Coronavirus: African-American Diagnosed at Twice the Rate of the White Population
The deep socio-economic disparities between the white and minority populations in Washington D.C are playing out in real time with the COVID-19 crisis. More than twice as many black residents of the District have tested positive for COVID-19 than white residents so far, new data released by the city show. Additionally, black residents make up more than half of the COVID-19 deaths in the city up to this point, representing 15 out of 27 total deaths.
Below is an article by DCist
More than twice as many black residents of the District have tested positive for COVID-19 than white residents so far, new data released by the city show. Additionally, black residents make up more than half of the COVID-19 deaths in the city up to this point, representing 15 out of 27 total deaths.
As of April 7, black residents account for 460 of the 1,440 overall confirmed COVID-19 cases in D.C., or 32 percent, compared with 218 cases among white residents, or 15 percent of the total. Yet, in the plurality of cases—some 43 percent—the city currently lists the race of the patient as “unknown,” either because they refused to identify their race during interviews or their race must still be confirmed. The District started releasing race-based coronavirus data this week, a month after it began publishing the overall number of positive cases.
While incomplete and early, D.C.’s racial numbers appear to be in line with trends starting to be seen nationwide as the coronavirus proliferates, with black people experiencing higher rates of COVID-19 deaths and infections than their non-black peers in some jurisdictions. In Louisiana, for example, 70 percent of COVID-19-related deaths are of black residents, according to state data. In Chicago, black residents are dying at roughly six times the rate as white residents, the Chicago Tribune reports. And in Milwaukee, a city that’s about a quarter black, black residents made up nearly half of the reported cases and 81 percent of the deaths as of last week, found ProPublica.
In the District, black residents compose about 46 percent of the population, with white residents representing about 1 percentage point less than that, per recent U.S. Census Bureau estimates. Black D.C. residents have long faced disparate health outcomes due to lack of access to quality healthcare and other deep-seated factors: A 2016 study by the Georgetown University School of Nursing and Health Studies found that black residents’ life expectancies were significantly lower than those of white residents, for both men and women.
Janice Blanchard, an associate professor of emergency medicine at George Washington University Hospital who studies racial disparities in U.S. healthcare, says there are several reasons why people of color, including black people, may be at heightened risk of contracting COVID-19 in comparison to the general population. One reason is that many residents of color rely on public transportation to get to and from jobs that don’t allow them to work remotely, says Blanchard. This means it’s not always so easy for them to maintain social distance and combat the coronavirus as advised by health officials.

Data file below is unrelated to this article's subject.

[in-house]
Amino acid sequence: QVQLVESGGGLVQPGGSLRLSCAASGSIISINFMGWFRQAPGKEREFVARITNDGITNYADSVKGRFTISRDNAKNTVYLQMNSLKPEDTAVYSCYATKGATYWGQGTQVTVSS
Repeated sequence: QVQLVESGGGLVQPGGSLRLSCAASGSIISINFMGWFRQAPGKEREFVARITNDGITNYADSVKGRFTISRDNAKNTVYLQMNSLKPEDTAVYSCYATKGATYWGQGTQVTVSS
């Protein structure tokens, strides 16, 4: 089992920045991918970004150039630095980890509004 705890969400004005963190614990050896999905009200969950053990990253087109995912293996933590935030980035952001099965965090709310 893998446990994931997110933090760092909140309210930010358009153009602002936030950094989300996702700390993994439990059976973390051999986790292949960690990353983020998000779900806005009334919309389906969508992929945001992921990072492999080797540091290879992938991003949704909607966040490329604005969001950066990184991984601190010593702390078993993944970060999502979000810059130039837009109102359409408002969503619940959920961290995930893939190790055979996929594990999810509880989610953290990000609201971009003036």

“Social distancing is very hard to do … when you have to get on a bus every day to go to work,” says Blanchard. In communities of color, what experts call “social determinants” of health, such as environmental, educational, and work conditions, may inflame chronic health conditions, like hypertension and heart disease, which in turn can negatively impact mortality rates as well.
As a result, the coronavirus is exacerbating existing racial disparities in healthcare, Blanchard says. She also speculates that the District’s data may not reflect the true number of COVID-19 cases right now, particularly among residents of color. The number of cases “may actually be underreported because people of color tend to live in places with lower access to care … and testing,” she explains.
Still, racial breakdowns of coronavirus data could help the federal government and local ones better understand the disease’s spread and craft more targeted responses. Based on ethnicity, 11 percent of D.C.’s positive COVID-19 cases as of April 7 involved Hispanic or Latinx residents, 48 percent involved non-Hispanic or non-Latinx residents, and 41 percent involved those whose ethnicity was unknown.
Elsewhere in the region, Virginia also is providing data on the outbreak along racial and ethnic lines. Twenty-five percent of its positive COVID-19 cases are of white residents and 14 percent are of black residents, according to the commonwealth’s most recent numbers. (For 54 percent of cases, the patients’ race isn’t currently known.) Virginia’s population is about 70 percent white and 20 percent black, say estimates from the U.S. Census Bureau.
And on Thursday, Maryland followed D.C.’s and Virginia’s heels in releasing race-based coronavirus data, after a pledge to do so by Gov. Larry Hogan earlier in the week. Black residents make up 37 percent of the state’s positive COVID-19 cases, while 28 percent involve white residents, according to the data (the patient’s race is marked as unavailable in about a quarter of the cases). Currently, about 44 percent of the known deaths are of black residents. Maryland’s population is approximately 31 percent black and 59 percent white.
What will happen at the federal level remains to be seen. In recent days, civil rights groups, local New York City officials, and some members of Congress (including former presidential candidate Elizabeth Warren) have called for the Trump administration and other localities to produce data about the racial backgrounds of COVID-19 patients.
This post was updated on April 9 with Maryland’s figures.